It’s raining at a medium windshield wiper pace and I’m running late for lunch with Penelope Trunk. I was going to park in a ramp, but I spot an open space on West Washington Avenue only a block away from my destination; so I take it even though I only have 85 cents in change for the meter and may well end up with a parking ticket.
The wind is so strong it blows my cheap umbrella inside out, so I decide not to risk taking my Nikon D40 with me. Instead, I tell myself if there’s an opportunity to take a photo I can rely on the little point and shot Olympus I always carry in my purse. Besides, the Olympus has a 10X zoom, so I can sneak up on my subject from a distance if necessary.
I may have to use that zoom lens because I won’t be sitting at the same table as Trunk. I probably won’t even be sitting at a table because my destination is “A Brown Bag Lunch Networking Event” sponsored by Wisconsin Women in Government and it’s being held in a conference room. I may also have to use that zoom lens if I’m late and relegated to standing in the back of the room.
There are still quite a few seats available when I arrive at 11:30 a.m. I pick up my nametag and pause to look at the rows of bottled water and platters of cheese and crackers, fresh fruit, vegetables, and sweet desserts sprawled on tables just inside the door to the conference room. I haven’t brought a brown bag lunch and there is no one standing at the front of the room about to launch into a lecture, so snarfing some goodies and laying claim to 500 ml. of Aquafina seems like a good idea.
Problem: No silverware, not even a bowl of toothpicks. I’m deft enough to pick up small bits of melon without touching somebody else’s nosh, but putting some cheese on a round cracker is a challenge. Someone already tried to dip into the semi-hard cheese ball and there are bits of shattered cracker littered around it. I stick with fruit and baby carrots.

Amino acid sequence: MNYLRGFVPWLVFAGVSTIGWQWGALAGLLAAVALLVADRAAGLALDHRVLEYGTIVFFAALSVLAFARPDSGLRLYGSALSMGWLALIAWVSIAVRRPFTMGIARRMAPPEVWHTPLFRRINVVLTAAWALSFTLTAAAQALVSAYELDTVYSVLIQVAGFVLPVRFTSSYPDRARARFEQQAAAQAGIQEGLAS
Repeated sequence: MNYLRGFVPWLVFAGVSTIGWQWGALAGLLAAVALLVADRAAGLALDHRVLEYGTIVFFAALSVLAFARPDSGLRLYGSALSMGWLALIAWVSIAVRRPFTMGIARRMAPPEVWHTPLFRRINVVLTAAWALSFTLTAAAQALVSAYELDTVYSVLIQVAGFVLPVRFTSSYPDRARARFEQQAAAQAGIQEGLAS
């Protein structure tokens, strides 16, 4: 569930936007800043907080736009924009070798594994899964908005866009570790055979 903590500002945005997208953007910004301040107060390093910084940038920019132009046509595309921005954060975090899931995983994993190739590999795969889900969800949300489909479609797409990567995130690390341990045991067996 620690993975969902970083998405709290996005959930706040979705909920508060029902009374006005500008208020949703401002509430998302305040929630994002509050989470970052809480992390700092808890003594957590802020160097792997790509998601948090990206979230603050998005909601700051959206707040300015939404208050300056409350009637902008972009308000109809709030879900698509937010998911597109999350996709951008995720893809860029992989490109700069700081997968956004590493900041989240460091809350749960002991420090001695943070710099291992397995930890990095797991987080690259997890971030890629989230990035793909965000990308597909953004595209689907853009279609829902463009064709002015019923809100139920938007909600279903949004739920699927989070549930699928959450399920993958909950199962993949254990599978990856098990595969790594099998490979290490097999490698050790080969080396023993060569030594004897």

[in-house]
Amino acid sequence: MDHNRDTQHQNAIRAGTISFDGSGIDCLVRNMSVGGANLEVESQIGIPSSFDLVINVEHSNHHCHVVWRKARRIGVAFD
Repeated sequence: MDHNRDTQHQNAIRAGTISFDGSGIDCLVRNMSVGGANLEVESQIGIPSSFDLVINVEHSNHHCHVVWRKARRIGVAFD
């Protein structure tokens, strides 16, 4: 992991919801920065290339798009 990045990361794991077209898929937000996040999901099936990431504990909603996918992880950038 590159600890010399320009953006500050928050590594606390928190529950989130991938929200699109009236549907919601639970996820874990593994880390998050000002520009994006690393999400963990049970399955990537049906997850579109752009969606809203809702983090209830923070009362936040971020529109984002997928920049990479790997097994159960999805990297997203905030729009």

I take a seat on an aisle. It’s a habit I developed from all those years of writing on deadline. It also makes it easier to slip out of the room if the speaker is boring. Not that I expect Trunk to be boring: I’ve been reading her blog too long to believe that.
It’s 11:35 a.m. by the time I finally sit down in this room full of women. There’s still no action in the front of the room. I turn down the volume on my cell telephone in case Himself decides to call me. I haven’t told Himself I’m having lunch with Penelope Trunk because recently he admitted that, “When she writes all of the blood in my veins rushes to the appropriate locations.” I call this Priapic Trunk Syndrome. My spellchecker refuses to recognize the “p” word and offers “prosaic” as an alternative.
In the back of the conference room is a collection of shovels from a groundbreaking ceremony. All the shovels have names. Maybe I should take a photo, just in case I need to blog about shovels if Trunk doesn’t show up to enlighten us about our careers.
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